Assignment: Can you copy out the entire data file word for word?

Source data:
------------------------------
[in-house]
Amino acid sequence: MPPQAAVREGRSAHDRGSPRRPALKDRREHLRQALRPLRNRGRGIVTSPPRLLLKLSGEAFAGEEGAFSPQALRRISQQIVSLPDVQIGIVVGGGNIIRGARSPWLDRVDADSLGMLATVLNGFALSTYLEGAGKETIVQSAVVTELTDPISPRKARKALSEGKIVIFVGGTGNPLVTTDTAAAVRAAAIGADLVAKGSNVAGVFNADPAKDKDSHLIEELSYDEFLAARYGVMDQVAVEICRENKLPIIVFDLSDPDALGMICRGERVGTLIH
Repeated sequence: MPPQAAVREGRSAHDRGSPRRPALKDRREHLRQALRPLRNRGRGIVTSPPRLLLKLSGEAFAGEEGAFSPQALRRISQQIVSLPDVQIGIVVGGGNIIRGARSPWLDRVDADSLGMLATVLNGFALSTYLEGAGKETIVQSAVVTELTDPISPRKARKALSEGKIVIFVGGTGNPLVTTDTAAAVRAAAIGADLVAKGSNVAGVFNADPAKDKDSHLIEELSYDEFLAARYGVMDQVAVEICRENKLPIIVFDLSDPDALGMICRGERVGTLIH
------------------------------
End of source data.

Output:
[in-house]
Amino acid sequence: MPPQAAVREGRSAHDRGSPRRPALKDRREHLRQALRPLRNRGRGIVTSPPRLLLKLSGEAFAGEEGAFSPQALRRISQQIVSLPDVQIGIVVGGGNIIRGARSPWLDRVDADSLGMLATVLNGFALSTYLEGAGKETIVQSAVVTELTDPISPRKARKALSEGKIVIFVGGTGNPLVTTDTAAAVRAAAIGADLVAKGSNVAGVFNADPAKDKDSHLIEELSYDEFLAARYGVMDQVAVEICRENKLPIIVFDLSDPDALGMICRGERVGTLIH
Repeated sequence: MPPQAAVREGRSAHDRGSPRRPALKDRREHLRQALRPLRNRGRGIVTSPPRLLLKLSGEAFAGEEGAFSPQALRRISQQIVSLPDVQIGIVVGGGNIIRGARSPWLDRVDADSLGMLATVLNGFALSTYLEGAGKETIVQSAVVTELTDPISPRKARKALSEGKIVIFVGGTGNPLVTTDTAAAVRAAAIGADLVAKGSNVAGVFNADPAKDKDSHLIEELSYDEFLAARYGVMDQVAVEICRENKLPIIVFDLSDPDALGMICRGERVGTLIH